Councilwoman: Cuomo can’t just cater to liberal Democrats ‘on social issues’

councilwoman-cuomo-cant-just-cater-liberal-democrats-social-issues
Melissa Mark-Viverito. (Azi Paybarah via flickr)
Tweet Share on Facebook Share on Tumblr Print

The co-chair of the New York City Council's Progressive Caucus has advice for Governor Andrew Cuomo.

"He just can't deal with social issues, catering to the Democratic base on social issues," said City Councilwoman Melissa Mark-Viverito. "We need economic equity as well."

This is, to my knowledge, the first time a liberal New York lawmaker as explicitly made that distinction, essentially arguing that Cuomo's successful passage of same-sex marriage shouldn't be cover for his anti-tax policies.

Viverito was speaking to me after a press conference where city and state lawmakers urged Cuomo to support the extension of the millionaire's tax. (At the event, Viverito said, "I think he is being guided by his future political aspirations.")

MORE ON CAPITAL

ADVERTISEMENT

When I asked Viverito afterward why he can't rely on social issues to satisfy the Democratic base, Viverito said, "We need equity, equity in all senses. On the social issues we need equity, and on economic issues as well."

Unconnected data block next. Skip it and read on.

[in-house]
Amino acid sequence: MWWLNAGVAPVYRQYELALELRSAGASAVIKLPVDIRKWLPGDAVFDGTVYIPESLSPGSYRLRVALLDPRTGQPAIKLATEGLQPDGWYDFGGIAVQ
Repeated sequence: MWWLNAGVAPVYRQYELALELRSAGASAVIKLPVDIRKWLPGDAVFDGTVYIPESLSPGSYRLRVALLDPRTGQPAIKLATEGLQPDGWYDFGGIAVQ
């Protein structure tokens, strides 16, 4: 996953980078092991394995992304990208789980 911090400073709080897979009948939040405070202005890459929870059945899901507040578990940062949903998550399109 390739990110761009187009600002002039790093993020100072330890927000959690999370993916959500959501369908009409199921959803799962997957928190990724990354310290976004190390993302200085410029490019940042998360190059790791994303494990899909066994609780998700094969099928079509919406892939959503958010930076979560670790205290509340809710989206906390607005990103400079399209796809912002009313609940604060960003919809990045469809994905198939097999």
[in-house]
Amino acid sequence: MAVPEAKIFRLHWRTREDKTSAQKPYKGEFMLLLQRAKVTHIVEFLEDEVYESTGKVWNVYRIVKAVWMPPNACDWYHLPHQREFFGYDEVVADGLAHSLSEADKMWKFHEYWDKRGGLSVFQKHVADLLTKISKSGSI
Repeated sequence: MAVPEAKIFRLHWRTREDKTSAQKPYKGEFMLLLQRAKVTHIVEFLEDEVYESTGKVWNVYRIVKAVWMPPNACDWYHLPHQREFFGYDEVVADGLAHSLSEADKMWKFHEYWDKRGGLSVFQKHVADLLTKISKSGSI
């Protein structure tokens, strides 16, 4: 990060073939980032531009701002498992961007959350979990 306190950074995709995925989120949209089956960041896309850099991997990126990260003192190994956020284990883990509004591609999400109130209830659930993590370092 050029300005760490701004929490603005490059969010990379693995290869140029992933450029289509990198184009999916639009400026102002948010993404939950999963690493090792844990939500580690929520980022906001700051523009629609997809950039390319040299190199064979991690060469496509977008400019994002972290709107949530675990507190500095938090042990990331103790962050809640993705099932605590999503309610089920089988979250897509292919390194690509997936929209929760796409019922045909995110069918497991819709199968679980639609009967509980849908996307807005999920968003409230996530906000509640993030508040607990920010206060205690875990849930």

An aide to Viverito put Cuomo's motivation in historical context.

The demand for "equity" on economic issues was was "very serious," Viverito said. "That's why you're having all these mobilizations that's resonating with thousands of people, tens of thousands across the nation. We need to really address that. We need leadership and courage for somebody to stand up and speak to that economic injustice."

"It's always the case that a New Yorker aspiring to national office has got to tac to the right, in some way, shape or form," said the aide, Rakim Brooks, while Viverito stood nearby.

When it came to attacking Cuomo directly on this issue, there was a pretty clear line among the officials at the event on the topic of the millionaire's tax. The state legislators avoided attacking Cuomo, while City Council members—who don't deal with the governor directly—were more outspoken.